A fuel-independent approach allows end users to choose the right transmission for their use with minimal CO2 exposure. “No matter what type of fuel the fleet chooses, these new, fuel-independent platforms provide the perfect combination of reliability and reduced or zero carbon emissions,” White says. “Today’s digital and connected technologies allow us to extract information specific to different engine life cycles and use them to develop robust agnostic platforms.”

Common architecture advantages of OEMs and service technicians

The commonality of details is a key advantage of this new technological approach. “Our engineers want to develop products that reduce carbon emissions without a steep learning curve in terms of acceptance,” he adds. “Whether they’re built on an X, L or B series platform, these new unified products will have 80 percent detail detail and look and feel familiar to customers and technicians.The Cummins Hydrogen Internal Combustion Engine (ICE) is being tested.The Cummins Hydrogen Internal Combustion Engine (ICE) is being tested.Cummins

“Product architecture, engine capacity and even maintenance intervals are designed using the same parts and components where possible,” White says. “It makes these products an economically viable, scalable and environmentally friendly solution for the planet that can be made today. They will be easy to integrate into existing truck models and they will provide much lower costs associated with training technicians and retail locations. ”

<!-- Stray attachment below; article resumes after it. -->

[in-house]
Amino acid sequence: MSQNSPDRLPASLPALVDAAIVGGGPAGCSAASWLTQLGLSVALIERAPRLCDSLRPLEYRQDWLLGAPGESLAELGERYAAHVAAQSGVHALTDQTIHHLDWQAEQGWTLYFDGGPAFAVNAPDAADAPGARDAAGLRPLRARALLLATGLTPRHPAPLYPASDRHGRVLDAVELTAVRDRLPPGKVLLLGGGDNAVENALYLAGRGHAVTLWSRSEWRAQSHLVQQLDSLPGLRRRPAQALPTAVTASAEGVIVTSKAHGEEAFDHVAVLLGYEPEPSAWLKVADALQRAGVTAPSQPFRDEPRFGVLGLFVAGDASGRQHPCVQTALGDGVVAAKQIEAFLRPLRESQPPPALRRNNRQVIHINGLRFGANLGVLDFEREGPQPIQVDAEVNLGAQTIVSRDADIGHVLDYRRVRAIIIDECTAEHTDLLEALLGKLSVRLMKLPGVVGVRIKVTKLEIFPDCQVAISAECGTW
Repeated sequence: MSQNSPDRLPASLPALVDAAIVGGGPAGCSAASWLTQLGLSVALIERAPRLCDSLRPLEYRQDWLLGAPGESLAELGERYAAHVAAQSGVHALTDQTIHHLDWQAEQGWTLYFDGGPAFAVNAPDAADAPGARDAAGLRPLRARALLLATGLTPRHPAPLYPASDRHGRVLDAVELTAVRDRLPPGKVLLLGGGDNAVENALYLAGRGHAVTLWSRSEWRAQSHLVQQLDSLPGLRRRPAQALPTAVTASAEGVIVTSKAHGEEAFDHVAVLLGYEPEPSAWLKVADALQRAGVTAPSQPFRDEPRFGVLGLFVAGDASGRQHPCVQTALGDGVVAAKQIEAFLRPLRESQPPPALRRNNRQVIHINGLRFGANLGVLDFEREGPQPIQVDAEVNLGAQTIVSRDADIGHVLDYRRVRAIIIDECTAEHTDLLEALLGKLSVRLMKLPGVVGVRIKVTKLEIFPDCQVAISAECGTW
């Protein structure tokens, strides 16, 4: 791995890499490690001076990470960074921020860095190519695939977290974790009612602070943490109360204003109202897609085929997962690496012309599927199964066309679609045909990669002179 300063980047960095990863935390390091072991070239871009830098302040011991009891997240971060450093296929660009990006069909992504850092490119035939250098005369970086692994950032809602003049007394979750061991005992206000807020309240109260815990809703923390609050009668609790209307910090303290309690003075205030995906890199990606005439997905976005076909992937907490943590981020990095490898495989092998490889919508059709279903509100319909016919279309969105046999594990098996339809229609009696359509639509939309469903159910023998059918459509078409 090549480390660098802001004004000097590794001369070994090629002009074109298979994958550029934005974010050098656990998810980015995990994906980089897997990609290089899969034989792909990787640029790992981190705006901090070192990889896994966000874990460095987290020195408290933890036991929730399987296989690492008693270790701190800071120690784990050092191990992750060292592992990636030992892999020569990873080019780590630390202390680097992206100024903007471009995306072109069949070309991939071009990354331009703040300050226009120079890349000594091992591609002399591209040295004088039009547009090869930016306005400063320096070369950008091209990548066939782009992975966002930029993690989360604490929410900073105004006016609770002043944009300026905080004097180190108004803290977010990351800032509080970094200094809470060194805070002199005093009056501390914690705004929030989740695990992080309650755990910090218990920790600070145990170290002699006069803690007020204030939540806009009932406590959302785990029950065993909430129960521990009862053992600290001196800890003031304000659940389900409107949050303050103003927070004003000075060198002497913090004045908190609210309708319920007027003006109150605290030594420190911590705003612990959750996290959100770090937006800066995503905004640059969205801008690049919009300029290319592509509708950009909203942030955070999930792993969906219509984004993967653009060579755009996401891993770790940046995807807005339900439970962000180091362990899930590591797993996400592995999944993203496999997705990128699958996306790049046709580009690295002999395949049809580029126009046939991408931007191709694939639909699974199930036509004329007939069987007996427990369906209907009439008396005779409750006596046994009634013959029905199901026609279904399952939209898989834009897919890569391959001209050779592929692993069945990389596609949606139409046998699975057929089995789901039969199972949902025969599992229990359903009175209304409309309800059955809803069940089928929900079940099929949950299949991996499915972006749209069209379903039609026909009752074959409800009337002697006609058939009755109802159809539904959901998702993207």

Geography plays a key role in choosing technology. “We know that the acceptance curves will vary depending on the application in the market, region, country, even state and city,” he adds. “Technology that works for one app may not be the right choice for another.”

Internal combustion engines have been around for a long time and the infrastructure for their production is well established. “The initial cost of these engines will be much lower than switching to fully electric or fuel cell options,” says Amy Burger, vice president of North America On Highway. “It’s very important to lower the entry barrier for fleets that want to adopt emission reduction technologies today.”

Whenever there are significant changes in the transmission and its dimensions, it can lead to the fact that the OEM will have to make significant investments. “These engines will also give additional benefits to our truck partners,” says Burger. “The architecture and volume of these engines will be similar to all existing product platforms. This will make it easier for OEMs to integrate different fuel types into the same truck chassis. This means lower costs associated with redesigning the car and any corresponding changes to the production line. This will minimize the cost of technicians and training, as well as the re-equipment of service areas.